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Science Archives in the 21st Century

Abstract

T5 - Archiving in hte Data Environment of Heliophysics at NASA

Aaron Roberts, NASA GSFC and HQ

Topic:

This talk will present the NASA Heliophysics data policy that lays out a framework for the lifecycle of HP mission data; the viewpoint seems representative of the efforts of many communities, and demonstrates an approach to dealing with distributed archives linked by virtual observatories.

Abstract:

A modern data policy governing NASA's Heliophysics data environment is under development. We are evolving today's environment of existing services in order to take advantage new computer and internet technologies and at the same time respond to our evolving mission set and community research needs. A strong governing principle is that the HP data environment requires science participation in all levels of data management. We will extend the use of peer-review processes to assist in managing the elements of the environment. We will continue to insist that all data produced by the HP missions are open and are to be made available as soon as is practical. The environment will continue to be distributed and at the same time we are implementing data integration capabilities through the creation of discipline-based virtual observatories. In the case of the Virtual Solar Observatory, this architecture is already permitting the selective inclusion of essential data sets from non-NASA sources. Gurman's "Right Amount of Glue" sets the philosophy [J.B. Gurman: Fall 2002 AGU, SH52C-03] for the environment, a key component of which is a standard of behavior - share one's data with everyone. We are in the process of implementing Resident Archives and the processes to manage these archives which will hold and serve mission data after the active production of mission data terminates. NASA HQ is leading the implementation of this data policy which blends 'bottoms-up' implementation approaches with a 'top-down' vision for an integrated data environment.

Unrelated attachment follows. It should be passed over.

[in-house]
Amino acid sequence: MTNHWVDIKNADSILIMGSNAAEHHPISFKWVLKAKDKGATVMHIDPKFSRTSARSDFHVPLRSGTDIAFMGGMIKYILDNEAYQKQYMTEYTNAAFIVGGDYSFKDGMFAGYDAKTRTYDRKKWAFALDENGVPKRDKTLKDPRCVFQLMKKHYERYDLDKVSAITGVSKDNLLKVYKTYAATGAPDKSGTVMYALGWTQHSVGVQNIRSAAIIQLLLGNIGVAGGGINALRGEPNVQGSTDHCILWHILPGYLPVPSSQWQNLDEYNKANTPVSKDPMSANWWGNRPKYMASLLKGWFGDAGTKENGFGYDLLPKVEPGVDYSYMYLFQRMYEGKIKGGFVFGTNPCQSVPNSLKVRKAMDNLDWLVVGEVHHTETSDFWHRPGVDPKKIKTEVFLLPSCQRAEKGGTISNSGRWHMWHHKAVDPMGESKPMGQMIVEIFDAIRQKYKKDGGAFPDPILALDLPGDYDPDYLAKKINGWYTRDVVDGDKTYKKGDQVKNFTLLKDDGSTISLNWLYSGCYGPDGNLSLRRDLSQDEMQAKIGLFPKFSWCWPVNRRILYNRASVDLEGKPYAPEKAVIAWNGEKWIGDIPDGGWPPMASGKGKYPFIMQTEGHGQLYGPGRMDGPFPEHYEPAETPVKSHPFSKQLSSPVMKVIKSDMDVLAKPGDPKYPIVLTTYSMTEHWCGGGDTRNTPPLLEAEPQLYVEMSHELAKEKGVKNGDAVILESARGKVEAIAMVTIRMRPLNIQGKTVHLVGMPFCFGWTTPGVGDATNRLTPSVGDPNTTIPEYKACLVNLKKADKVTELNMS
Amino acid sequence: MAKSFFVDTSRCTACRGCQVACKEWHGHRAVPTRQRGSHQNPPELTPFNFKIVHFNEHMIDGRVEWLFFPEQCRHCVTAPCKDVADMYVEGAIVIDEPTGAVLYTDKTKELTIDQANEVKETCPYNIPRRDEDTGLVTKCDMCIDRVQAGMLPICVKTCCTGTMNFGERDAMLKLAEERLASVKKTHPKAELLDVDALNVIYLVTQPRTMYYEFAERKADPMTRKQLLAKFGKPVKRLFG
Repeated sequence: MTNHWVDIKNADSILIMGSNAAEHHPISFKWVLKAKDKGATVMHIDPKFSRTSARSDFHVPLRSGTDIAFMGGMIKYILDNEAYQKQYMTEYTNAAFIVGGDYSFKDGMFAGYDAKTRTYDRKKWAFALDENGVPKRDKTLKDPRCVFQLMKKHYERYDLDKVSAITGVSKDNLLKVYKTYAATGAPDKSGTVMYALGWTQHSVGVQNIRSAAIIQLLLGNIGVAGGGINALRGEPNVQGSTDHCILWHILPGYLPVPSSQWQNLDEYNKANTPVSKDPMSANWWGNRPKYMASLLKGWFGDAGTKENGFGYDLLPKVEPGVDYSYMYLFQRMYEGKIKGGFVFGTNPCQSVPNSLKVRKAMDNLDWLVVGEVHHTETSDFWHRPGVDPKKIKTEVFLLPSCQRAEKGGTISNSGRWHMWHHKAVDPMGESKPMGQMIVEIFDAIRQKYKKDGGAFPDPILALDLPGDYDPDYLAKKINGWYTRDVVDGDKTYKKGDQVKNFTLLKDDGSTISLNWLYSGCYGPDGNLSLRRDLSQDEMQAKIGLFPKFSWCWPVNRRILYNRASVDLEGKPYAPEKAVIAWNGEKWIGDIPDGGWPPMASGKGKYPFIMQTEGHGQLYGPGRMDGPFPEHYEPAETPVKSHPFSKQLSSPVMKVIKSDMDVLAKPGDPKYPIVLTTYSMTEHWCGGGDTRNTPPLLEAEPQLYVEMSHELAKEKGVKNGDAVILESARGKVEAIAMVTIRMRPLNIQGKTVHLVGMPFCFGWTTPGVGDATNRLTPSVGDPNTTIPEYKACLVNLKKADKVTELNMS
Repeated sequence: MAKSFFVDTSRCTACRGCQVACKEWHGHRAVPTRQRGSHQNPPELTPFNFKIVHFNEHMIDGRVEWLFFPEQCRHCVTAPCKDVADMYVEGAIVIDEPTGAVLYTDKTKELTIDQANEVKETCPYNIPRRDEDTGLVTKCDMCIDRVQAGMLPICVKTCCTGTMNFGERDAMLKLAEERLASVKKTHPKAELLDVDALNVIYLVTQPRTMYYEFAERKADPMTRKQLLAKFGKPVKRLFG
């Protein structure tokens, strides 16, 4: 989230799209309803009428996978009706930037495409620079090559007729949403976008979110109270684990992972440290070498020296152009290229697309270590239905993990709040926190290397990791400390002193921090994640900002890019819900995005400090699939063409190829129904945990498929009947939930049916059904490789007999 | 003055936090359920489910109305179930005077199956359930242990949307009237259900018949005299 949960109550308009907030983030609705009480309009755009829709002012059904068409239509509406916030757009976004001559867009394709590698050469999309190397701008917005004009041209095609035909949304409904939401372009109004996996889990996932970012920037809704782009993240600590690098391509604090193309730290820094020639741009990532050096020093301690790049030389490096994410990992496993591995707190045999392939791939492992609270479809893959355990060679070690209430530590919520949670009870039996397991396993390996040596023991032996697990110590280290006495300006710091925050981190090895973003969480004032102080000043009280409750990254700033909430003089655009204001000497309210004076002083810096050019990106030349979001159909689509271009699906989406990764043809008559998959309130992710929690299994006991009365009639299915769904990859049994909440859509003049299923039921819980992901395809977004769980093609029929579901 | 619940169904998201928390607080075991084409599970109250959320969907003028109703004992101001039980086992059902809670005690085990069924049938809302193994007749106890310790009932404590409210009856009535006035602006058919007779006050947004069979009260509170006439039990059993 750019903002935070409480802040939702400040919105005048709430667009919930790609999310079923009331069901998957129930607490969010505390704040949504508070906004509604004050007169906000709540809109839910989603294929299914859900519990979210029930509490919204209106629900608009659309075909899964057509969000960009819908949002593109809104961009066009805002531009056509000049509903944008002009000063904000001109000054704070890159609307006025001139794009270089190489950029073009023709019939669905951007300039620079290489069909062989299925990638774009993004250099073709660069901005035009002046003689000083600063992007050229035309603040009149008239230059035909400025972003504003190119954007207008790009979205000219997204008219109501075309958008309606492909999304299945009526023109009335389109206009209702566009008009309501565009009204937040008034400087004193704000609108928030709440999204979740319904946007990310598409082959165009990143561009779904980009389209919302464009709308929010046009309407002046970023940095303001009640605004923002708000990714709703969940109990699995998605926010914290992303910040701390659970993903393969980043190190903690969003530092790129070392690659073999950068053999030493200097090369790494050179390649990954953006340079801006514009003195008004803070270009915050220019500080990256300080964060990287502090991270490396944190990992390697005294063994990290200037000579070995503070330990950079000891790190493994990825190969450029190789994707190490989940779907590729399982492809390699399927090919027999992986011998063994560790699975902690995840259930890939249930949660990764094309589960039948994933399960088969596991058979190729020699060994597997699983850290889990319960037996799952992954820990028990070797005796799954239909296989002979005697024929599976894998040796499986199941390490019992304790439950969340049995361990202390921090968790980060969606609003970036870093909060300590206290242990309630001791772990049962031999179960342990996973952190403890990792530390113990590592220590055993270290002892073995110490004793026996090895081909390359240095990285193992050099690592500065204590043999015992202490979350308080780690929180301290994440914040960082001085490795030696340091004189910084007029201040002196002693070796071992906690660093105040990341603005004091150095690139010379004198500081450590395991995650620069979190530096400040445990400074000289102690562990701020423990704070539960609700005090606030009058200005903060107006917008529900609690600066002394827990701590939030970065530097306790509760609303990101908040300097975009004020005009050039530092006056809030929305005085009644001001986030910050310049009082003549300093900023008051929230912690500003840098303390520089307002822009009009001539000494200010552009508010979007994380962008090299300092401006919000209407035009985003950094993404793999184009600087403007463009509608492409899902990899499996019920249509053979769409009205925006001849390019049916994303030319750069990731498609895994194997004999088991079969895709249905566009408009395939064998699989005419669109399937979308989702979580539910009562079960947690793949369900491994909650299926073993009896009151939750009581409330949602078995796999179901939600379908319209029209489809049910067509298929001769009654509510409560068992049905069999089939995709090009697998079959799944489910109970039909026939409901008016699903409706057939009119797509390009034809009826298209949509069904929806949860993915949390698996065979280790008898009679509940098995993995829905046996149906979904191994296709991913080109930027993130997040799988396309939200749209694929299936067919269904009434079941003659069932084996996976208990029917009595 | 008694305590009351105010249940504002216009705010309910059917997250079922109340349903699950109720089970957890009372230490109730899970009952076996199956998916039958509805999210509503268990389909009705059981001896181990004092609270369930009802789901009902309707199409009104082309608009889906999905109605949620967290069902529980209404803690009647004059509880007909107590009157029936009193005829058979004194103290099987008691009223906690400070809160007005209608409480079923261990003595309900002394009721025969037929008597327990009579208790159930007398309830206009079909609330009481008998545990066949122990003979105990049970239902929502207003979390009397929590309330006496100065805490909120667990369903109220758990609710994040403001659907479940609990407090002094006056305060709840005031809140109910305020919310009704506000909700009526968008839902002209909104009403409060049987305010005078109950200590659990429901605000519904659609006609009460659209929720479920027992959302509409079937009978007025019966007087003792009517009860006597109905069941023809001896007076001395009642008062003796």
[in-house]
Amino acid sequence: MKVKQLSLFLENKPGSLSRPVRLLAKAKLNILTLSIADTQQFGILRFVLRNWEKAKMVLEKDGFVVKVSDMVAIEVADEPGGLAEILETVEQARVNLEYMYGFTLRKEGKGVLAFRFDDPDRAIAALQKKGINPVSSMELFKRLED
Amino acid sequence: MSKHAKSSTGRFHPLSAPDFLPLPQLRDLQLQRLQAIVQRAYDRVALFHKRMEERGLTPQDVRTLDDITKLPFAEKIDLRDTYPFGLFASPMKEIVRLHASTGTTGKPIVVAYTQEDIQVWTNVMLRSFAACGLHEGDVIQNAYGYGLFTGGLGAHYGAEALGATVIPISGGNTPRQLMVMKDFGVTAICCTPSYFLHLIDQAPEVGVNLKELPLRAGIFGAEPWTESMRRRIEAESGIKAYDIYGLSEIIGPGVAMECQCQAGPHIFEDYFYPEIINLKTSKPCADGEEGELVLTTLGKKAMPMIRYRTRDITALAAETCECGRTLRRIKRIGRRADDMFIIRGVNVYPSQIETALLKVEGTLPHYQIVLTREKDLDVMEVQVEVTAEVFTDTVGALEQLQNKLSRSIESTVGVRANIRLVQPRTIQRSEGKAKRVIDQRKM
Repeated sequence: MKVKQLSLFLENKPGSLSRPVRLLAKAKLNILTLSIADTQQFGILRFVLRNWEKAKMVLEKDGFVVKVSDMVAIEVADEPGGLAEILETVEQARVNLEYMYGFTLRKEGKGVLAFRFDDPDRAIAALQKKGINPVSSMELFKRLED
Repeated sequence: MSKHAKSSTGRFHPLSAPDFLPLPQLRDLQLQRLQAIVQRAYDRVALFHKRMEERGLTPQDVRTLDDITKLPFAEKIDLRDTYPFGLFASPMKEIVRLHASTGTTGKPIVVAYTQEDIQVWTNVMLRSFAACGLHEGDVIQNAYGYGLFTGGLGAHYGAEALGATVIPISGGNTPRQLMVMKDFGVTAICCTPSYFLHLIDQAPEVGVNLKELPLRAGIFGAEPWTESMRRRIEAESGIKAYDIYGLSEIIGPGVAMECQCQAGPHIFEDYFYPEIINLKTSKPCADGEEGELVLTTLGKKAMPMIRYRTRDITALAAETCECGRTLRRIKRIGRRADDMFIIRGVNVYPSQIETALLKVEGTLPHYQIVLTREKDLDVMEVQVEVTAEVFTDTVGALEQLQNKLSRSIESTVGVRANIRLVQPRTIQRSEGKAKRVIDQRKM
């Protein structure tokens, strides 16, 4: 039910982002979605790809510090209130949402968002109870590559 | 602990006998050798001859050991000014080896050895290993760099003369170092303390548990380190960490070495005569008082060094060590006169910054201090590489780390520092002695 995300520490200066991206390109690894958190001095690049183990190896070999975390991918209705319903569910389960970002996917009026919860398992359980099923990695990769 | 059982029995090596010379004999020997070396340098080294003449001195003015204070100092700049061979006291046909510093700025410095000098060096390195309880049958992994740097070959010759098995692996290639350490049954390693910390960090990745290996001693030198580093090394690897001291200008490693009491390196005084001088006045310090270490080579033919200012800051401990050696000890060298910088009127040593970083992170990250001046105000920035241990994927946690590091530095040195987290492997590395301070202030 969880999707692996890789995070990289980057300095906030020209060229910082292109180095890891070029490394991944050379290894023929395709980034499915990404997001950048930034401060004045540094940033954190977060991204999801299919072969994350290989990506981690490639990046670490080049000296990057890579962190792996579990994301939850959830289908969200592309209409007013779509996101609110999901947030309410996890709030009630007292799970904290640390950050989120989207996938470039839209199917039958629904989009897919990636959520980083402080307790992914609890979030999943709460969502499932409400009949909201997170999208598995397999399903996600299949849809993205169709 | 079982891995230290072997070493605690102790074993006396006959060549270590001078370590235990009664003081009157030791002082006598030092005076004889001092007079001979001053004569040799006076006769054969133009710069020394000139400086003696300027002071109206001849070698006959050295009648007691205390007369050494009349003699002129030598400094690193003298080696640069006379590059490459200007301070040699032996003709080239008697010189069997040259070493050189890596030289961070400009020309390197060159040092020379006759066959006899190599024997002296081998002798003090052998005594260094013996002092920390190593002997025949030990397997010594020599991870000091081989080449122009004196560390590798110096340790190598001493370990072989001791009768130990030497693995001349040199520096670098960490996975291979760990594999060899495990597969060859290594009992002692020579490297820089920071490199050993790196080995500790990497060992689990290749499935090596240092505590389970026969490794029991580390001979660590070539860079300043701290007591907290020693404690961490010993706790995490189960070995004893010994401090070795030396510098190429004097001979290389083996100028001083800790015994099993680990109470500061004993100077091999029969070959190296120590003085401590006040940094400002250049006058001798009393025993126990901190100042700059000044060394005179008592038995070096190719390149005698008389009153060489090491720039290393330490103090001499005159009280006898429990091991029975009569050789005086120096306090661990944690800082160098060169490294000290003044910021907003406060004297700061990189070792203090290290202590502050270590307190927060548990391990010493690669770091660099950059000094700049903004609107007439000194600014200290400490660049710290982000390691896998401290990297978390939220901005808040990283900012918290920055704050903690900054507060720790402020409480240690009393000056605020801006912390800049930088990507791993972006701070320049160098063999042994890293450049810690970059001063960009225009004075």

By providing an end-to-end guide to the data lifecycle, the Data Policy should make archiving issues considerably easier. We are developing a general language for the description of our data (the "SPASE data model") that will provide much of what is needed for description of archival products. A "Mission Archive Plan" will be required of the missions to avoid, as much as possible, the common situation of having many loose ends at mission termination. The Resident Archives are intended to use the distributed nature of current archives to better serve data with continued expert support. The Data Policy emphasizes throughout the need for adequate documentation to assure the independent useablility that is required by users and thus by archives.

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